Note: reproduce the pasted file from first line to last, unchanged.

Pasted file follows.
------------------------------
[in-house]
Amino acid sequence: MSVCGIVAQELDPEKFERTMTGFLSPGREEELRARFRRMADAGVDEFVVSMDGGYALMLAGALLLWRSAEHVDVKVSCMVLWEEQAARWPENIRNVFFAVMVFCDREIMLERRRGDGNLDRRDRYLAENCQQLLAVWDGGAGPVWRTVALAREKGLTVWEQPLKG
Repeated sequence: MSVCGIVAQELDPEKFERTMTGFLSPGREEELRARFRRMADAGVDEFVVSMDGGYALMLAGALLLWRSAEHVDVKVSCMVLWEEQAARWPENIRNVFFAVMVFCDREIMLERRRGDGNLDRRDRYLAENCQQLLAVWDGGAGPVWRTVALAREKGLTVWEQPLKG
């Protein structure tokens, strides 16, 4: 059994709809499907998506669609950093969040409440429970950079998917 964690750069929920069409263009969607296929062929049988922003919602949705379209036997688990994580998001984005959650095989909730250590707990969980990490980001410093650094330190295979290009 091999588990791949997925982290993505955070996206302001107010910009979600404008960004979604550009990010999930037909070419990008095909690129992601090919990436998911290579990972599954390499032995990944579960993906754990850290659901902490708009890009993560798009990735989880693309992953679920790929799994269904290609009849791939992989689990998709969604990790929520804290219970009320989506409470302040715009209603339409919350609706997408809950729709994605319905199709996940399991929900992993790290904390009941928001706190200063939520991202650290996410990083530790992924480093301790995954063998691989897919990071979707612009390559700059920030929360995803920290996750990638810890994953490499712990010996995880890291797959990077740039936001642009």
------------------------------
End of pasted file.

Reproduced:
[in-house]
Amino acid sequence: MSVCGIVAQELDPEKFERTMTGFLSPGREEELRARFRRMADAGVDEFVVSMDGGYALMLAGALLLWRSAEHVDVKVSCMVLWEEQAARWPENIRNVFFAVMVFCDREIMLERRRGDGNLDRRDRYLAENCQQLLAVWDGGAGPVWRTVALAREKGLTVWEQPLKG
Repeated sequence: MSVCGIVAQELDPEKFERTMTGFLSPGREEELRARFRRMADAGVDEFVVSMDGGYALMLAGALLLWRSAEHVDVKVSCMVLWEEQAARWPENIRNVFFAVMVFCDREIMLERRRGDGNLDRRDRYLAENCQQLLAVWDGGAGPVWRTVALAREKGLTVWEQPLKG
């Protein structure tokens, strides 16, 4: 059994709809499907998506669609950093969040409440429970950079998917 964690750069929920069409263009969607296929062929049988922003919602949705379209036997688990994580998001984005959650095989909730250590707990969980990490980001410093650094330190295979290009 091999588990791949997925982290993505955070996206302001107010910009979600404008960004979604550009990010999930037909070419990008095909690129992601090919990436998911290579990972599954390499032995990944579960993906754990850290659901902490708009890009993560798009990735989880693309992953679920790929799994269904290609009849791939992989689990998709969604990790929520804290219970009320989506409470302040715009209603339409919350609706997408809950729709994605319905199709996940399991929900992993790290904390009941928001706190200063939520991202650290996410990083530790992924480093301790995954063998691989897919990071979707612009390559700059920030929360995803920290996750990638810890994953490499712990010996995880890291797959990077740039936001642009």